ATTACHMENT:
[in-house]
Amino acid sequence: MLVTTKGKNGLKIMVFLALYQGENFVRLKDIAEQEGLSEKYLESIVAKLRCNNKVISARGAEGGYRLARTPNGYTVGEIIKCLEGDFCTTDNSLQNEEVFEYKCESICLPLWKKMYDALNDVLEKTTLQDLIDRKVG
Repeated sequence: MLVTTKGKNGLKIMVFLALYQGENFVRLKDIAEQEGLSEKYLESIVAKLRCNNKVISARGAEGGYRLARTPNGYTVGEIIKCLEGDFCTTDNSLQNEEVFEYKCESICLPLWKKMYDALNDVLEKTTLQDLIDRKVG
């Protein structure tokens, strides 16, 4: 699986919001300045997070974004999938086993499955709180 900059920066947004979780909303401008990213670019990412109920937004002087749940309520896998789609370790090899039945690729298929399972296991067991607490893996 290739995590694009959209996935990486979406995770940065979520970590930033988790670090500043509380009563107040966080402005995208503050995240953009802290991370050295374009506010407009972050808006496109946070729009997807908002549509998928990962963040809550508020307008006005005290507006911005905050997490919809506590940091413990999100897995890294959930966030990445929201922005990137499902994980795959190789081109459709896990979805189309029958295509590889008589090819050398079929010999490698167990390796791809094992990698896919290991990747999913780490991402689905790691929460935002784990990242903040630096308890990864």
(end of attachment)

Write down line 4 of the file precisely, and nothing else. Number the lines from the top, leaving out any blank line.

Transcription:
């Protein structure tokens, strides 16, 4: 699986919001300045997070974004999938086993499955709180 900059920066947004979780909303401008990213670019990412109920937004002087749940309520896998789609370790090899039945690729298929399972296991067991607490893996 290739995590694009959209996935990486979406995770940065979520970590930033988790670090500043509380009563107040966080402005995208503050995240953009802290991370050295374009506010407009972050808006496109946070729009997807908002549509998928990962963040809550508020307008006005005290507006911005905050997490919809506590940091413990999100897995890294959930966030990445929201922005990137499902994980795959190789081109459709896990979805189309029958295509590889008589090819050398079929010999490698167990390796791809094992990698896919290991990747999913780490991402689905790691929460935002784990990242903040630096308890990864």